Q:

What are arrest charge codes?

A:

Quick Answer

Arrest charge codes are used by the legal system to provide information on an arrest and the ensuing legal process, as detailed by the Missouri State Highway Patrol. Charge codes are also commonly used to perform background checks, as they are a concise way of relaying information regarding a person's contact with the legal system, according to National Employment Screening. Codes may vary by jurisdiction.

Continue Reading
What are arrest charge codes?
Credit: Joe Raedle Getty Images News Getty Images

Full Answer

As the Missouri State Highway Patrol explains, charge codes are created upon arrest and are then used as the case moves through the legal system, from prosecution to incarceration to probation. Most jurisdictions have charge codes for multiple categories, such as those used by the Florida Department of Law Enforcement, including a statute number and subsection; a uniform offense numeric code; the level of the charge, such as misdemeanor or felony; the degree of the charge, such as first, second or third degree; an indicator on whether the subject is a juvenile; a shorthand code identifying the charge; and a description of the charge. Charge codes used to indicate class may include violation for disorderly conduct, a misdemeanor for petty larceny or criminal possession of marijuana, a felony for third degree burglary and a violent felony for second degree robbery or criminal possession of a weapon, as detailed in New York State Law.

Learn more about Law Enforcement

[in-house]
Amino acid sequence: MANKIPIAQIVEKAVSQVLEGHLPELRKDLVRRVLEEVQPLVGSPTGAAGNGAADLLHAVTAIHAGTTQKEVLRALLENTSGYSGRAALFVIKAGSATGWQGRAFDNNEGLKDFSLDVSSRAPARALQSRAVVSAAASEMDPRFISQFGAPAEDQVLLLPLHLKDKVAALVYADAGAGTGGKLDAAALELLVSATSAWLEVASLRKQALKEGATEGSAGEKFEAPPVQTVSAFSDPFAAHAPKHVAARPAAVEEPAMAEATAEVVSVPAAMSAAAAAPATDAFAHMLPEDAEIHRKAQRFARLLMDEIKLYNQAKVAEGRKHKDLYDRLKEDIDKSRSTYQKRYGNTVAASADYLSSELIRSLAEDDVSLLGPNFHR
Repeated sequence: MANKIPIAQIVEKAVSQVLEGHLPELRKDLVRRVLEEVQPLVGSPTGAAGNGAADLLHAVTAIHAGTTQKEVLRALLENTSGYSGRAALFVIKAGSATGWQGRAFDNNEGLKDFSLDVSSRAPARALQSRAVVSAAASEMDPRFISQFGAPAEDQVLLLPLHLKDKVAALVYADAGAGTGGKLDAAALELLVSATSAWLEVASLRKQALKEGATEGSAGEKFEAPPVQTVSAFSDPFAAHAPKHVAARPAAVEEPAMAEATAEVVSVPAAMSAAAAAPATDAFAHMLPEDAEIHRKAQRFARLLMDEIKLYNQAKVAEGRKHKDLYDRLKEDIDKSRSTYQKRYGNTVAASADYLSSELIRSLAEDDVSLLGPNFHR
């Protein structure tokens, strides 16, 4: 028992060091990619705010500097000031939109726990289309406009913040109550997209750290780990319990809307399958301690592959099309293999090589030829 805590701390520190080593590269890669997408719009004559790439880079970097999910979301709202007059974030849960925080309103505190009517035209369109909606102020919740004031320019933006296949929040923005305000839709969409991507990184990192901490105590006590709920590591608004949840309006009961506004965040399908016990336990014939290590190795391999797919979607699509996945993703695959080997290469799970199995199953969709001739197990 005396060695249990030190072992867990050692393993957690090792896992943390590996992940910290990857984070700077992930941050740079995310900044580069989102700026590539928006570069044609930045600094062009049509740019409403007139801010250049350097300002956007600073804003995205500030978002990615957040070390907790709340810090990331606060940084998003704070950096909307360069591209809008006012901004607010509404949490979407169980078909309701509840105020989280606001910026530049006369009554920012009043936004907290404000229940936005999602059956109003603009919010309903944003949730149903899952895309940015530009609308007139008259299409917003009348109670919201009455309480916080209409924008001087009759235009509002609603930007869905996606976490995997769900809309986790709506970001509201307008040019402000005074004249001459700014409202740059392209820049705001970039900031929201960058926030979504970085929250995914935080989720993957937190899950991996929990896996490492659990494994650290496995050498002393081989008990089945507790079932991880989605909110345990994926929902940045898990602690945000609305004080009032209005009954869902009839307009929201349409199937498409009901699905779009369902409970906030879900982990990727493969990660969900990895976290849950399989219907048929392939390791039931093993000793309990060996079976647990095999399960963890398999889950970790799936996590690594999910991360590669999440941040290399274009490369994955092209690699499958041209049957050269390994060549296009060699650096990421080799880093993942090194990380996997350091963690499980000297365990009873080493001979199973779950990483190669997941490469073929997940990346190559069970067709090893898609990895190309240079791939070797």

Related Questions

  • Q:

    How do you get security services from Patrol One?

    A:

    Communities seeking parking control and security services from Patrol One can inquire with the company by logging into the company's online portal at Patrol-One.com, according to Patrol One. The company also accepts inquiries for services and comments or suggestions via email or phone.

    Full Answer >
    Filed Under:
  • Q:

    How does the sheriff's department serve warrants?

    A:

    A sheriff department officer serves a warrant by informing the defendant named in the warrant of the officer's authority, the officer's intention to arrest the defendant, the cause of the arrest, and that the warrant exists, according to Montana Code Annotated 46-6-216. These steps do not apply if the defendant flees or resists arrest. The arresting officer does not need to have possession of the warrant, but must show it to the defendant as soon as practical if requested.

    Full Answer >
    Filed Under:
  • Q:

    What does an FBI background check consist of?

    A:

    An FBI background check is an identification record that includes an arrest history, fingerprints when relevant, a Social Security number and a history of employment. Numerous companies require a federal background check before hiring a new employee.

    Full Answer >
    Filed Under:
  • Q:

    What are diagnostic codes?

    A:

    In health care, diagnostic codes constitute a manner of transforming written information regarding illnesses into a codified system. Diseases, disorders, injuries and other conditions are mapped out according to various characteristics, such as symptomatology, pathology and interactions with certain medications. Another unrelated definition of diagnostic codes applies to automobile repair.

    Full Answer >
    Filed Under:

Explore